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Project Summary Sheet

U.S. Geological Survey, Greater Everglades Science Initiative (Place-Based Studies)

Fiscal Year 2003 Project Summary Report

Project Title: Evapotranspiration Measurements and Modeling in the Everglades

Project Start Date: October 1994 Project End Date: September 2005

Web Sites:

Location (Subregions, Counties, Park or Refuge): Southern Everglades, Dade and Monroe Counties

Funding Source: USGS's Greater Everglades Science Initiative (PBS)

Principal Investigator(s): Edward R. German,, 407-865-7575

Project Personnel: Sandra Kinnaman,, 407-865-7575; Eddie Simonds,, 407-865-7575

Supporting Organizations: USGS

Associated / Linked Projects: None

Overview & Objective(s): Evapotranspiration (ET) is one of the most important components of the Everglades water budget. The principal objective of the study is to develop an understanding of ET within the Everglades drainage unit, excluding agricultural and brackish environments. To achieve this, a network of ET-measurement sites was established in the Everglades in 1996, representing the various types of hydrologic and vegetative environments. Eight sites were operated in 1996 and nine sites were operated in 1997. Data from these sites was used to characterize ET and other meteorological conditions in the Everglades, and to develop models of ET as a function of solar radiation and water level. A report describing these findings was published in 2000. Data collection continued at selected sites during 1998-2000 to provide data for other studies involved with understanding water levels and flows in the Everglades. In 2000, new sites were established in Shark Valley Slough, to test transferability of models developed using 1996-97 data, and to refine the understanding of factors related to ET.

Status: Presently, six ET sites are operational in the Everglades National Park. Data are being processed and models of ET are being developed.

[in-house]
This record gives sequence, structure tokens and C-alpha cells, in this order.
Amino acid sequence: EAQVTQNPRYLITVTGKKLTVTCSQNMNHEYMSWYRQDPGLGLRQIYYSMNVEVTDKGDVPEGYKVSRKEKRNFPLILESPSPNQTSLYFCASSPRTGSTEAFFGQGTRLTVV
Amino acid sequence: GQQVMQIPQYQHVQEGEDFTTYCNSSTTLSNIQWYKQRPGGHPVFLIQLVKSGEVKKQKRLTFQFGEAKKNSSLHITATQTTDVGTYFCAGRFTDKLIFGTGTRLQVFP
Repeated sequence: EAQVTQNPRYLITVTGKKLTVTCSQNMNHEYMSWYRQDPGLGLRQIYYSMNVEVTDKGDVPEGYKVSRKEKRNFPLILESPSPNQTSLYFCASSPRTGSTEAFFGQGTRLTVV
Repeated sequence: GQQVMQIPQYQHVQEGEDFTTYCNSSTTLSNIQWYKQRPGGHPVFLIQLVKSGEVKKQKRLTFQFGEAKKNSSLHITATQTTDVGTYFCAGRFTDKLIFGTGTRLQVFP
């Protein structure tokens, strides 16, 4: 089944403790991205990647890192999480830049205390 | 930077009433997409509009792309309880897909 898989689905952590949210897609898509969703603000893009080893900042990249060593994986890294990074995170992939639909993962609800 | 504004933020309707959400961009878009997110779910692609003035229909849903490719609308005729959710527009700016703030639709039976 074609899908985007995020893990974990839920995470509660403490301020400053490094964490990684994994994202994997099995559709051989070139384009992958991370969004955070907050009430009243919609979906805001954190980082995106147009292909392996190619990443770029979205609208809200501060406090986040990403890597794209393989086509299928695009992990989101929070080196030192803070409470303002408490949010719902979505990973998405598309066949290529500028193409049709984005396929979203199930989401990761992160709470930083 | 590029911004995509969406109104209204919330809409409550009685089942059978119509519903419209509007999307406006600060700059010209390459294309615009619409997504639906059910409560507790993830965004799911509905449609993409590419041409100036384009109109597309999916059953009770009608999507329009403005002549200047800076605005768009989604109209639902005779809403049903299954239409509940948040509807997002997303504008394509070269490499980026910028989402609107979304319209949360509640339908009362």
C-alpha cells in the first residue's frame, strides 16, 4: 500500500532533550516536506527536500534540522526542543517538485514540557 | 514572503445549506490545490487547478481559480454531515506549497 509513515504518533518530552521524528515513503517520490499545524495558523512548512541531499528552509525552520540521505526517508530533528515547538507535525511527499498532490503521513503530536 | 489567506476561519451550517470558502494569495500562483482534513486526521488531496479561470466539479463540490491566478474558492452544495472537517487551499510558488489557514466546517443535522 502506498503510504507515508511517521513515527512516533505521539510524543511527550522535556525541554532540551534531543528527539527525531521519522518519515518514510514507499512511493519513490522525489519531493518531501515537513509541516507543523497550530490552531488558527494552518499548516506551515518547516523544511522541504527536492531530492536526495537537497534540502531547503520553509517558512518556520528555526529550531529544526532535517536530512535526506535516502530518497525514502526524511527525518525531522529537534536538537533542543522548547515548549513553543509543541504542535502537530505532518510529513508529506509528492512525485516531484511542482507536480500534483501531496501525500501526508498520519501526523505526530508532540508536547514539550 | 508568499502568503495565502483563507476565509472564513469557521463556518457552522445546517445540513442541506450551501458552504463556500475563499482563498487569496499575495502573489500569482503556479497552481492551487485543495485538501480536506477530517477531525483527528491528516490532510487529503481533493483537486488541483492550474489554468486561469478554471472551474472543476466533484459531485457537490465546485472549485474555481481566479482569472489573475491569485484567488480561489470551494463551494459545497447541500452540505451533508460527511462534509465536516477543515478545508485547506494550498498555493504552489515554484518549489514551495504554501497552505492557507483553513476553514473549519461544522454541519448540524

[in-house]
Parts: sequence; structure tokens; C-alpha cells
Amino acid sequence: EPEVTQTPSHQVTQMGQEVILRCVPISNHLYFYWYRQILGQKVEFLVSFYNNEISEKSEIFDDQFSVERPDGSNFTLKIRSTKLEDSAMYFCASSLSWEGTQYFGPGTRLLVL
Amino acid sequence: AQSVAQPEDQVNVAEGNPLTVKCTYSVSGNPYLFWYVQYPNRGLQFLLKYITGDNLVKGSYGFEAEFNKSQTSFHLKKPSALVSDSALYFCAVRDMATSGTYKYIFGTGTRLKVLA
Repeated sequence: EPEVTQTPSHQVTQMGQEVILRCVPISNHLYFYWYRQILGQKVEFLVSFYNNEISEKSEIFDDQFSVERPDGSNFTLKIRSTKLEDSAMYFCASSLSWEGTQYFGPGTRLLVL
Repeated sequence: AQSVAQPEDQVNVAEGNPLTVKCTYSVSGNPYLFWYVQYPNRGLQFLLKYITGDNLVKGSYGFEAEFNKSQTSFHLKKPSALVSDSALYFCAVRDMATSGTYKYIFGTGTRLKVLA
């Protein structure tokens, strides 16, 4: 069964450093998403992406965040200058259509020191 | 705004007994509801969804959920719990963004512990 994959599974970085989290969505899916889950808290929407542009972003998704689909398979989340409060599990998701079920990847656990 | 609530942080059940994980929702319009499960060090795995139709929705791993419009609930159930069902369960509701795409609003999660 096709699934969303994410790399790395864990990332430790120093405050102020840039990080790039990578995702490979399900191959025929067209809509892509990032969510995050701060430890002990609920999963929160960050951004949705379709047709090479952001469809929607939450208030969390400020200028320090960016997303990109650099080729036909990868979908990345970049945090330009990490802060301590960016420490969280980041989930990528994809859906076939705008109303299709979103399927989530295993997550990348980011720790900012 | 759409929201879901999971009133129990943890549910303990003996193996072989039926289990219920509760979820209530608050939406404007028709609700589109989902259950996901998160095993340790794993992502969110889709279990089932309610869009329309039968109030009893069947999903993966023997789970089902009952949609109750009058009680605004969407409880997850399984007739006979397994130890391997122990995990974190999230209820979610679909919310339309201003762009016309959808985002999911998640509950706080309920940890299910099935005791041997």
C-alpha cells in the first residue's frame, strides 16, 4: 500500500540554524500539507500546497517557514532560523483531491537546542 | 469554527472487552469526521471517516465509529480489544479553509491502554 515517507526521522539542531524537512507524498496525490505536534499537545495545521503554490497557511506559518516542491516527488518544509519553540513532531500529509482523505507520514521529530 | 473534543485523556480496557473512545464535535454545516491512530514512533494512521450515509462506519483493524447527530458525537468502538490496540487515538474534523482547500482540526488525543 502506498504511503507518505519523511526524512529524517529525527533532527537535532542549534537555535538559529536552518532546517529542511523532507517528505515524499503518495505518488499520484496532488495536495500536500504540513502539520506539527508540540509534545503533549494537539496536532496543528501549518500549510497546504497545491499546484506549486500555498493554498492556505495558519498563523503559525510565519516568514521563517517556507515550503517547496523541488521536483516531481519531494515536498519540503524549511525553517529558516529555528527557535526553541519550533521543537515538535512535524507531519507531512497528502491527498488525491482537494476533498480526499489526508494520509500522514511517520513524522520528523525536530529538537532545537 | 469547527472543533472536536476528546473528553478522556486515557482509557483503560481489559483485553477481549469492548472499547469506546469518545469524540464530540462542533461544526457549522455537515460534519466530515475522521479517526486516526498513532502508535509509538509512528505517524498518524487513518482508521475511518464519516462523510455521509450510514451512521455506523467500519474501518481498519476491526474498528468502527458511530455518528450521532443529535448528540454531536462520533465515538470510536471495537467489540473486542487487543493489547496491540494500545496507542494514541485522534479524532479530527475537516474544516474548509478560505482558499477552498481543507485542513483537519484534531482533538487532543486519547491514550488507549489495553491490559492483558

Recent & Planned Products: A paper was presented at 2nd Federal Interagency Hydrological Modeling Conference in Las Vegas, NV in August 2002. A paper was presented at the GEER conference in April 2003. Papers are planned for 2004, and a final comprehensive report describing all data and conclusions is planned to wrap up the study in 2005.

Relevance to Greater Everglades Restoration Information Needs: Information provided by this project and other projects that make use of the data and findings will be used by restoration and resource managers for evaluation of management alternatives. The project supports directly or indirectly many of the Science Objectives given in the draft USGS Science Plan in Support of Everglades Restoration. Specifically, the Everglades ET project directly supports objective SO1 under Section 1A of Restoration Goal 1 (How does the Everglades ecosystem function, including evapotranspiration rates?). Indirectly, Everglades ET supports Science Objectives 2A:SG5, 2B:SG5, and 2C:SG5 under Restoration Goal 2, and SG5 under Restoration Goal 3, by providing the data and models of ET that will be necessary for use of hydrological and ecological models required by these objectives. Also, Everglades ET data and models are necessary for operation of the Landscape scale models to be implemented according to Section VI of the draft DOI Everglades Restoration Science Prioritization Strategy document.

Key Findings:

  • Models based on the Priestley-Taylor principles can be used to estimate ET as a function of water depth, incoming solar energy, and net available energy. In the absence of data on net available energy, air temperature and water depth data can be used to estimate net available energy.
  • ET is related to water depth, with lowest ET for a given energy input occurring when water levels are below land surface.
  • Based on data from nine sites in the natural Everglades system, ET ranges from about 42 in/yr in drier locations to as high as 57 in/yr in open-water areas.
  • Generally, the most important factor related to ET is incoming solar and atmospheric radiation. However, storage of heat in water can contribute substantial amounts of energy to ET for short time periods (one or two days) during passage of cold fronts.
  • The leaf area of emergent vegetation does not seem to be directly related to ET rates. The highest ET rates occurred at open-water sites or sites with relatively sparse emergent vegetation. The presence of dead material in the plant canopy promotes sensible heat transport rather than latent heat transport, thereby lowering the amount of available energy for ET.

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